> I don't think it matters all that much. As you know, MS is in it for the

    long
    > haul. It does not matter to them if a developer buys VS.Net for C# or he

    buys
    > VS.Net for VB, it is a sale either way.


    True, but its not a sale if they go from VB6 to Java or Delphi instead. In
    both those case, there is no longer a guarantee that the developed
    applications will run only on Windows.

    >
    > Soon, (relatively speaking) Microsoft will only be supporting VS.Net as

    their
    > Windows development tool. Those developers (and the companies they work
    > for) who are lagging behind will eventually have to make a choice to stay

    with
    > Windows, or move to a different platform. If they stay its a sale, if

    not, then
    > they loose a quite a bit more than just the cost of VS, they may loose the

    cost
    > of the OS and other (Office) applications the company had been using as

    well.

    Just so. Microsoft gives away the NET runtime. It charges several hundred
    dollars a seat for the Office VBA runtime. They don't want to lose that
    revenue. What happens if Office upgrade rates go down the pan the way VB6
    upgrade rates have? If large companies decide they don't want to rewrite
    their Office VBA applications in a VBA-replacement, then that is a real
    possibility.

    >
    > VB is a good scripting language, and there are plenty of situations where

    user
    > scripting is desired. They have already said they understand developers

    have
    > a syntax preference, and have designed VS to accomodate multiple

    languages.
    > I don't think there should be any worry yet, that VB.Net may be headed for
    > extinction, even if the take up is slow to start. As I said, they are in

    it for the
    > long haul and are not going to be rattled by every bump in the road....


    They have got themselves stuck in a nasty hole. They no doubt want and need
    to get the VB6 codebase on board, and yet now they have released VB.NET,
    there is a growing codebase of VB.NET code out there as well. They can
    hardly alienate the early adopters that they have recruited so far, so
    VB.NET with its existing syntax is hardly likely to die in the short term.
    Therefore, the only solution available to Microsoft is to bring out a
    VBClassic.Net based on the .Net runtime, with a syntax that is as consistent
    with VB6 as can reasonably be achieved, and with extensions that give full
    access to the framework.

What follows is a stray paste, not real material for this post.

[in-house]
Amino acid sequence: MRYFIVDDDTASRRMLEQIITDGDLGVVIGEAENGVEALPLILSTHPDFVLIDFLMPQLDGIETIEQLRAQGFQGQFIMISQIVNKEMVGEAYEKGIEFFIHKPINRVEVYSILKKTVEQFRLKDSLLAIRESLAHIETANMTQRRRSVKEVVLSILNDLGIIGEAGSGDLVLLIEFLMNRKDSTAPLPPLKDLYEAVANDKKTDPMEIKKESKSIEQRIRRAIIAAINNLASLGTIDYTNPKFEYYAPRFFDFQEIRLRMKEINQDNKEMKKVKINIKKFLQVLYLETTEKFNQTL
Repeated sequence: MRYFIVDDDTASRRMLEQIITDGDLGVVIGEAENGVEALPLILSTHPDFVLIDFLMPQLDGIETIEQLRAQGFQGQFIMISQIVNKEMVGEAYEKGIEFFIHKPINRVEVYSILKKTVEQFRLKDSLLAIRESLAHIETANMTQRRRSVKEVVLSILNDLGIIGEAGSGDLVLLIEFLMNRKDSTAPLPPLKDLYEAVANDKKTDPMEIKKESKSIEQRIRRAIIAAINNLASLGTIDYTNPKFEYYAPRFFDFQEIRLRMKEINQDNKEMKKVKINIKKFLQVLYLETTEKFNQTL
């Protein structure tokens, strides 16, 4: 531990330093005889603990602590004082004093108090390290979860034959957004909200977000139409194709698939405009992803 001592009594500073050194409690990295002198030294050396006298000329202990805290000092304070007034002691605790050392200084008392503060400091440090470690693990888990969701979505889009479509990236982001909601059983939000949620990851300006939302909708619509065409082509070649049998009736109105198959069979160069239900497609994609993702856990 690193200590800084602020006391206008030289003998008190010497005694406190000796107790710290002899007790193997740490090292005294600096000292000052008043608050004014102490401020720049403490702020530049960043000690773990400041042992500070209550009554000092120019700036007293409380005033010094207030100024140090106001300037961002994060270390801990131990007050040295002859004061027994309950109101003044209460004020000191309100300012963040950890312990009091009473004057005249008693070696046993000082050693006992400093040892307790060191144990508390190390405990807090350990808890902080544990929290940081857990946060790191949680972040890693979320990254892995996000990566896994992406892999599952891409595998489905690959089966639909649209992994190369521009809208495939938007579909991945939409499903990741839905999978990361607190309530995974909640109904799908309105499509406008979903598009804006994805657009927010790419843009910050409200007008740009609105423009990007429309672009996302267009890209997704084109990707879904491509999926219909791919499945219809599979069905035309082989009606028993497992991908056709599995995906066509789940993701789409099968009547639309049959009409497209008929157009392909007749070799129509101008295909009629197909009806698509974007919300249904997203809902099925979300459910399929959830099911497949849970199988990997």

I would expect such a language to be able to port ordinary VB code almost
    flawlessly except for those aspects where the framework is incompatible, and
    to accept VB6 code fragments by copy & paste. I wouldn't expect the hacks
    described in Matt Curland's book to come over at all. I think such a project
    is perfectly do-able, though there are a few tricky corners (e.g. non-zero
    based arrays). If Microsoft is thinking in terms of a better wizard, then
    the translations they put into the wizard could equally well be put into a
    preprocessor of a VBClassic.Net compiler!

    --
    Regards
    Jonathan West


  4. #79
    Kent Guest

    Re: Microsoft's C++ bigotry


    I know what you're saying, but I cannot see how 90% can be achieved when there
    is so much reliance on libraries in .Net.

    The only way I think you could come close is to use the com interop and just
    do .Net around your existing ActiveX controls. Even then it would be tough
    to get to 90%.

    "Mark Jerde" <mark.jerde@verizon.no.spam.net> wrote:
    >> 90% overlap eh? I seriously doubt it. Not even Microsoft would be so

    >bold
    ><snip>
    >
    >I suspect each of us uses just a small subset of possible features & coding
    >strategies... It's possible there is a 90% overlap between how /Dave/
    >writes VB6 and VB.NET code.
    >
    > -- Mark
    >
    >
    >


  5. #80
    Kent Guest

    Re: Microsoft's C++ bigotry


    You make things seem as rosey as MM makes them seem bleak. As I recall early
    OCX controls sucked bigtime! Also, you weren't forced into them right away,
    because the 16 bit version of VB still supported VBX files. I also remember
    the OLE runtime files being broken by new versions of office that came along.

    And for those of us who actually built the controls it was even worse. That
    is until 1996 when the spec was "simplified"

    You shouldn't judge people so quickly, you've made a few statements of your
    own that are questionable.

    'Jason Sobell iGadget <igadget_@hotmail.com> wrote:
    >On Sat, 18 Jan 2003 22:26:31 +0000, Mike Mitchell wrote:
    >
    >> On Fri, 17 Jan 2003 23:48:18 -0000, "John Butler"
    >> <nospamjrbutler@btinternet.com> wrote:
    >>
    >>>You don't see your hypocrisy?

    >>
    >> I refuse to accept there was any. In 1997 no VB programmers would have
    >> had even a minuscule inkling of the changes which would befall them
    >> within just a few years, although VB.Net was probably (Project Cool?)
    >> already on the drawing board by then. We used VBXs if we wanted